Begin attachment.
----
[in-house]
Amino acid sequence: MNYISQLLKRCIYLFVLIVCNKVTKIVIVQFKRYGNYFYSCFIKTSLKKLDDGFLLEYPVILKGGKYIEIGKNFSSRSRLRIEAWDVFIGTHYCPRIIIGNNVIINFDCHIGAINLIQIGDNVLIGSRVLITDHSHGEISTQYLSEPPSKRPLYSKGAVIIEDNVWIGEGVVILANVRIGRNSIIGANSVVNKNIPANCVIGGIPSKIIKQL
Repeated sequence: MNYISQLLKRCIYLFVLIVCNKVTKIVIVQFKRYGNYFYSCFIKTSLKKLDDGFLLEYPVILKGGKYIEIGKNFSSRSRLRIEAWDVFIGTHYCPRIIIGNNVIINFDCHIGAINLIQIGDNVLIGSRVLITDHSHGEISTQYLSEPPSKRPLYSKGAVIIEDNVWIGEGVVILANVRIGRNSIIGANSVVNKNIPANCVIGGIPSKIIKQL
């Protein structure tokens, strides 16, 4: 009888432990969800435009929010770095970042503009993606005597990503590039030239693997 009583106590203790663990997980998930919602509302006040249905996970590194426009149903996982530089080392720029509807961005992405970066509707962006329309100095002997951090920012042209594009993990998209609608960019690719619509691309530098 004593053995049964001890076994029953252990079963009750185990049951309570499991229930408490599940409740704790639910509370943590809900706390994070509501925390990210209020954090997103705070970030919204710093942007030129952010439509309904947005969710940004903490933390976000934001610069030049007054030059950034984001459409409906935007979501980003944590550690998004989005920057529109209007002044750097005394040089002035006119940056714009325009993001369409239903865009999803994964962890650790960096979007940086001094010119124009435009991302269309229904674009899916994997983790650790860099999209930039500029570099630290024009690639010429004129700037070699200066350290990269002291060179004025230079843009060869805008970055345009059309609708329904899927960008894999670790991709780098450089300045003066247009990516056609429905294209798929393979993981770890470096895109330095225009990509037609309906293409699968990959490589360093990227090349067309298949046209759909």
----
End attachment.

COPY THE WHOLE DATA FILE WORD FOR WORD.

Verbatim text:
[in-house]
Amino acid sequence: MNYISQLLKRCIYLFVLIVCNKVTKIVIVQFKRYGNYFYSCFIKTSLKKLDDGFLLEYPVILKGGKYIEIGKNFSSRSRLRIEAWDVFIGTHYCPRIIIGNNVIINFDCHIGAINLIQIGDNVLIGSRVLITDHSHGEISTQYLSEPPSKRPLYSKGAVIIEDNVWIGEGVVILANVRIGRNSIIGANSVVNKNIPANCVIGGIPSKIIKQL
Repeated sequence: MNYISQLLKRCIYLFVLIVCNKVTKIVIVQFKRYGNYFYSCFIKTSLKKLDDGFLLEYPVILKGGKYIEIGKNFSSRSRLRIEAWDVFIGTHYCPRIIIGNNVIINFDCHIGAINLIQIGDNVLIGSRVLITDHSHGEISTQYLSEPPSKRPLYSKGAVIIEDNVWIGEGVVILANVRIGRNSIIGANSVVNKNIPANCVIGGIPSKIIKQL
């Protein structure tokens, strides 16, 4: 009888432990969800435009929010770095970042503009993606005597990503590039030239693997 009583106590203790663990997980998930919602509302006040249905996970590194426009149903996982530089080392720029509807961005992405970066509707962006329309100095002997951090920012042209594009993990998209609608960019690719619509691309530098 004593053995049964001890076994029953252990079963009750185990049951309570499991229930408490599940409740704790639910509370943590809900706390994070509501925390990210209020954090997103705070970030919204710093942007030129952010439509309904947005969710940004903490933390976000934001610069030049007054030059950034984001459409409906935007979501980003944590550690998004989005920057529109209007002044750097005394040089002035006119940056714009325009993001369409239903865009999803994964962890650790960096979007940086001094010119124009435009991302269309229904674009899916994997983790650790860099999209930039500029570099630290024009690639010429004129700037070699200066350290990269002291060179004025230079843009060869805008970055345009059309609708329904899927960008894999670790991709780098450089300045003066247009990516056609429905294209798929393979993981770890470096895109330095225009990509037609309906293409699968990959490589360093990227090349067309298949046209759909």